So if our hearts condemn us, “God is greater than our hearts” (1 John 3:20). We must therefore look to God in Christ Jesus, for he is the “perfecter of our faith” (Hebrews 12:2). Our repentance cannot perfect our faith. Our shame cannot move God to mercy. Our morality cannot make us righteous before God. Indeed there is “so much evil in my nature that the world and all creation would not suffice to placate God.” (LW 26:175). So polishing up my own apple will do me no good. I instead need help from outside of myself. For indeed, it’s only by the wounds of Jesus that I can be saved from my sinfulness (1 Peter 2:24). My wounds wouldn’t count for anything before God. But the Father loves the Son because he dies for us in our place, and if we love the Son, the Father then will love us to (John 10:17, 14:21). That makes Jesus our Lord and Savior.
So hold on to Christ and not onto your supposed righteousness. But even so, don’t make much of this. Know that your grasp on Christ is tenuous at best. This is as it should be, for if you could grasp Christ completely,
we would never be stirred by any sense of death or sin. Our failure to understand this fully makes our conscience vex us, dangers disturb us,… and afflictions frighten us. This failure lies in our comprehension, it does not lie in Christ. It is like a man who has fallen into the middle of a stream. He catches the branch of a tree somehow to support himself above the water and be saved. So in the midst of sins, death, and anxiety we, too, lay hold on Christ with a weak faith. Yet this faith, tiny though it may be, still preserves us (LW 12:262).
And with this tiny faith, come to the altar of the Lord and receive the Holy Sacrament of the Lord’s Supper. Eat of the bread and drink of the cup that you may be filled with abundant life (John 6:53, 10:10) – being changed from wolves into sheep (LW 37:101; Matthew 25:33). Come to the altar even though the only way you may get here is on a “stretcher,” marked as invalids, as it were (LW 35:66). Know that the One you’ll receive in this sacrament will also carry you to the altar and on into a more powerful faith. In this way you will be sure you are not saving yourselves (see Judges 7:2). In this way we will give all the glory to God.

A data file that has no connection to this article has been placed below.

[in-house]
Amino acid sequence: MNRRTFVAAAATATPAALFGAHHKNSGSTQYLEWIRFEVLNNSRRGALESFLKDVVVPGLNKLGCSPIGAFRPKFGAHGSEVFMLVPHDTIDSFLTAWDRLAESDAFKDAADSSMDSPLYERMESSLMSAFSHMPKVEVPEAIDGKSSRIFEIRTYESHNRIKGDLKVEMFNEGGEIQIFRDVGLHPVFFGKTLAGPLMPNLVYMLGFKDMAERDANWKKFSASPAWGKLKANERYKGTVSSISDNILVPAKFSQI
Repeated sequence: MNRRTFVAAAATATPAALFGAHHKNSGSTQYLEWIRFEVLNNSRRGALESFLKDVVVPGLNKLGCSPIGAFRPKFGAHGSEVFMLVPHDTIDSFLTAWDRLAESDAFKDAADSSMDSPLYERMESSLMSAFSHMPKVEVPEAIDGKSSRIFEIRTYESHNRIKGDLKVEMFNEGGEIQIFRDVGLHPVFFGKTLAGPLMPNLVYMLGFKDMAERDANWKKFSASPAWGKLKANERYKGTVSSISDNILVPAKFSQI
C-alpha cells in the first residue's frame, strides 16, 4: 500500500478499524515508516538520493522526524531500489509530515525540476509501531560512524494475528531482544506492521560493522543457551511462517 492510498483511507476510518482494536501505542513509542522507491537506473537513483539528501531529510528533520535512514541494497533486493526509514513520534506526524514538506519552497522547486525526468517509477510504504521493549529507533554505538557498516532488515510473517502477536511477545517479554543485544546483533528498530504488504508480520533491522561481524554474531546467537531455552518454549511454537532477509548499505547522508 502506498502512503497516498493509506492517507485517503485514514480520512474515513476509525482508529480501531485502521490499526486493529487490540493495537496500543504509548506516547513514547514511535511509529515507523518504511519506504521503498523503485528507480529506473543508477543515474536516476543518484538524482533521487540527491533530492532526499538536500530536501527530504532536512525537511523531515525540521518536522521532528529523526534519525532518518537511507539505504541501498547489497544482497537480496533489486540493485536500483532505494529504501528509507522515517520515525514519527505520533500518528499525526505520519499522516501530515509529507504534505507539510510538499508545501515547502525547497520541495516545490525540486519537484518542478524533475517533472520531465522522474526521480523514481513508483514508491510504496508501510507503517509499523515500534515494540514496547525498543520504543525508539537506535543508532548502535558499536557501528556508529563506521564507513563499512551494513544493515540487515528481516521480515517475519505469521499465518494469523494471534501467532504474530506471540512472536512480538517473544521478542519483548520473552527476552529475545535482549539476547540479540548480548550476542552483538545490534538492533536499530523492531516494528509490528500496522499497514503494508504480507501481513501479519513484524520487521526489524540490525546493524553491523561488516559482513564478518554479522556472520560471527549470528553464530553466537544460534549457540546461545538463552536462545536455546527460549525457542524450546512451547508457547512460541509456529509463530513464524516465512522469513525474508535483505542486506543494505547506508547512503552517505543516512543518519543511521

Then leave this holy house today – on this Lord’s Sabbath – also planning good works in the name of Jesus (Colossians 3:17). For faith without works is dead (James 2:26) – and, as we know, so we sing [Lutheran Book of Worship (1978) Hymn 297]:
Works serve our neighbor and supply
The proof that faith is living.
So go out from here, following Luke 10:3, proving your faith, and witness to Christ, carrying “no purse, no beg, no sandals.” No shoes! – yet once again. But here it’s a sign of dependence on God’s grace. Here it points us away from ourselves that we might glorify God in our witnessing. So witnessing is not about taking credit for being so persuasive and compelling. No, it’s rather about being unworthy servants only doing our jobs (Luke 17:10) – knowing full well that God alone makes faith grow and that nothing else matters (1 Corinthians 3:7). Amen.
(printed as preached but with changes)